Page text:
What Apple's "Boot Camp" might mean to me (and many other Apple users in academia)

Just another quick post: while I was waiting for my movie file to upload, I skimmed through this snarky MacWorld article/tit-for-tat comment on an article in USA Today. You can read this exchange for yourself if you’re interested. I got bored.

That is not to say that I’m not excited about Apple’s Bootcamp software, which allow users to boot into Windoze on the new intel chip Macs. I think this is going to be a useful thing for Mac users (like me) in academia in general, and at places like EMU (which is about 50-50 Mac/Windoze), for our labs and for faculty desktops (at least my desktop).

Assuming it all works right and everything, Boot Camp will allow us to reconfigure our computer labs to be both OS 10.x and Windoze. Right now, for reasons that have largely been forgotten, we have a Mac lab and a Windoze lab. What I’d like to see us do is replace the computers in both of these labs with iMacs that are all configured to run either Apple stuff or Windoze stuff. If there’s a particular piece of instructional software that can only run on the PC or the Mac, no problem.

And besides that, students have a choice. I teach in the Mac lab, and I get all kinds of students complain about having to work on a Mac. (I should point out most of these complaints are based on the less then compelling argument, “this isn’t what I’m used to working with!” But I digress…). With this new configuration, I could simply tell this hypothetical and Windoze-obsessed student to just reboot and pick a different OS and stop complaining about the Mac.

Second, it will allow me to run Windoze software once in a while. Of course, no one is going to go out and buy a Mac just to run Windoze– that’d be stupid. But it’d be very nice to be able to do some Windoze stuff, even if it wouldn’t be on the fly. For example, there are a couple of scheduling/admissions-type software programs at EMU which I would like to be able to use occassionally but which are Windoze only. This is stuff I wouldn’t use every day all day long, just once in a while, and this is exactly the strength of this Boot Camp option.

Another example: I have students who come to my office all the time with some sort of problem with their web site, and when I show them what to do, I right now have to say stuff like “now, on your Windoze computer at home, it’s going to look a little different.” Boot Camp will allow me to say “hang on, let me reboot…. okay, here’s how it is going to look on your computer at home.”

Sweet. Bring me my new iMac, please.

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2 Responses to What Apple's "Boot Camp" might mean to me (and many other Apple users in academia)

  1. Be fair says:

    Why do insist on spreading your bias against windows, which borders on being propoganda? Now that Windows and Mac OS both run on the same processor, there is no reason why there won’t be a program that will allow PCs to run Mac OS. Your preference to Macs is equal your students preference to PCs and and to say that their complaints about using Macs is unwarranted is almost a form of discrimination. One reason to use PCs is because they have a better interface to using that hardware. It has long been known that the one button mice the Apple has been so devoted is a hassle at most. And with new products like the Apple Mighty Mouse, they have finally admitted that the two button mouse is superior, althought their attempt two catch up still falls short. PC’s have always been more versatile platforms because most software was designed to run on them, and to suggest a complete overthrow of PC’s because of one beta stage software is premature at best. Change is a good thing, but carrying it to extremes because of one’s bias and disposition is not adequate reasoning.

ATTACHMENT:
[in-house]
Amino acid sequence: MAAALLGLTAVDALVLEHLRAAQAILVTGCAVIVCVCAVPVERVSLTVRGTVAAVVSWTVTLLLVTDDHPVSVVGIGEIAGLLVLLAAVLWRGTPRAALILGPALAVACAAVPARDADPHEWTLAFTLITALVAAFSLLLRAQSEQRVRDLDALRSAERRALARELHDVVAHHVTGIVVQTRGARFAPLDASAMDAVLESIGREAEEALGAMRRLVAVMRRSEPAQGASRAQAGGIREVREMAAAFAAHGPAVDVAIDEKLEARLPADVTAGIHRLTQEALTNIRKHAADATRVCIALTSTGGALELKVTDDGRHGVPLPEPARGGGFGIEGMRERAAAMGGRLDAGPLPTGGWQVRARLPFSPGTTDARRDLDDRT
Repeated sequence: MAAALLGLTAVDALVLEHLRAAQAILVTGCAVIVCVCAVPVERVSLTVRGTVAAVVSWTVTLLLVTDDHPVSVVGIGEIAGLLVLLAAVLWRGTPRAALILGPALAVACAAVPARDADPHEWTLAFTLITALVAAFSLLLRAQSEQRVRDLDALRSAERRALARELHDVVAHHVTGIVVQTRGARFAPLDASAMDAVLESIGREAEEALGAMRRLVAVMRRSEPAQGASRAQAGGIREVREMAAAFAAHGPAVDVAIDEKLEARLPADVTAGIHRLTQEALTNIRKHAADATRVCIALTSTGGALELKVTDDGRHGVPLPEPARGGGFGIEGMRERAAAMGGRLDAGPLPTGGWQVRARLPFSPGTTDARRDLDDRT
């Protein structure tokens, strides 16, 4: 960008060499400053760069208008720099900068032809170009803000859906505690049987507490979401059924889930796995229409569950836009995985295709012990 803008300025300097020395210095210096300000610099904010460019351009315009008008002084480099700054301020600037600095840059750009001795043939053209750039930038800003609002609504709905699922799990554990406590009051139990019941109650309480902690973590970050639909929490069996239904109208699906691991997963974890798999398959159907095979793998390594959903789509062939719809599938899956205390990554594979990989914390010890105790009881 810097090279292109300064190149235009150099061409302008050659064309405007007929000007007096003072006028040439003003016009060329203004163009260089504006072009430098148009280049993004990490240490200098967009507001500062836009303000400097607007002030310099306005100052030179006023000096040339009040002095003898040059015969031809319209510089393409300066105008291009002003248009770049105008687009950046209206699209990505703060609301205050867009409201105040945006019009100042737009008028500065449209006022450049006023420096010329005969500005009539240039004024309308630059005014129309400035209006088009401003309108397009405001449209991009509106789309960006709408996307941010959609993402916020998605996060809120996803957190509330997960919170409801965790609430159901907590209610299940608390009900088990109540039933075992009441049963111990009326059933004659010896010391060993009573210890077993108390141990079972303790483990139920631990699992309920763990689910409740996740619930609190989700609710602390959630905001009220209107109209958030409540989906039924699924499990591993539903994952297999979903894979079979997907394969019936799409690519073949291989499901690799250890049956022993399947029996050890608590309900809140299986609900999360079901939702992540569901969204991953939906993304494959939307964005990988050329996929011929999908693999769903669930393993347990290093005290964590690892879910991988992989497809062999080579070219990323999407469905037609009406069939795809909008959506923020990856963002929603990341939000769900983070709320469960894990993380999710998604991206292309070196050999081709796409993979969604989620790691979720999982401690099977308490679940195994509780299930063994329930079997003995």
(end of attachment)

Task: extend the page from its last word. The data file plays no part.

2. Steven D. Krause says:

    Ah, okay….

    Well, like I said at the beginning of this post, I’m not going to get into the whole Mac vs. PC thing because a) it’s not a very interesting discussion, and b) the Mac is better for a whole bunch of reasons– IMO. And you can’t really “discriminate” against a platform that has a 90% market share, either. And if you’re claiming that the PC is better because it has a two button mouse, ah, hmmm…..

    But two other things: there’s no WAY Apple is ever going to allow their OS to run on a PC, at least legally. They’ve said as much. You can emulate Mac OS on a PC now and I wouldn’t be surprised if there’s a hack in the works that is sort of a reverse boot camp kind of thing, but Apple would never support it.

    The second thing is I never suggested any kind of “overthrow” of anybody. All I was saying was it would be really convenient, especially in a computer lab environment or an office environment, to have a computer that could boot into windoze once in a while. It’s just a question of offering choice, that’s all.

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